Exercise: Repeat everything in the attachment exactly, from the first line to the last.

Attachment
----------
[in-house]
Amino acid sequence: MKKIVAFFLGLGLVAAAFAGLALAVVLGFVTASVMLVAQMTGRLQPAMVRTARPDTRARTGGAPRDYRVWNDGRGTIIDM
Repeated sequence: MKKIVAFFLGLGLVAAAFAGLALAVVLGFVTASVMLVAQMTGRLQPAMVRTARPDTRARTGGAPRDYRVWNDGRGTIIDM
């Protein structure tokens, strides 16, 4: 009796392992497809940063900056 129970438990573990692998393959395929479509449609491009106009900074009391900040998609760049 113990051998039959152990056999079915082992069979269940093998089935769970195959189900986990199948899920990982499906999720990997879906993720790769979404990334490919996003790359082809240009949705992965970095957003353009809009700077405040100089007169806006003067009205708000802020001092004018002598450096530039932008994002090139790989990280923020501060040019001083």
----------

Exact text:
[in-house]
Amino acid sequence: MKKIVAFFLGLGLVAAAFAGLALAVVLGFVTASVMLVAQMTGRLQPAMVRTARPDTRARTGGAPRDYRVWNDGRGTIIDM
Repeated sequence: MKKIVAFFLGLGLVAAAFAGLALAVVLGFVTASVMLVAQMTGRLQPAMVRTARPDTRARTGGAPRDYRVWNDGRGTIIDM
């Protein structure tokens, strides 16, 4: 009796392992497809940063900056 129970438990573990692998393959395929479509449609491009106009900074009391900040998609760049 113990051998039959152990056999079915082992069979269940093998089935769970195959189900986990199948899920990982499906999720990997879906993720790769979404990334490919996003790359082809240009949705992965970095957003353009809009700077405040100089007169806006003067009205708000802020001092004018002598450096530039932008994002090139790989990280923020501060040019001083």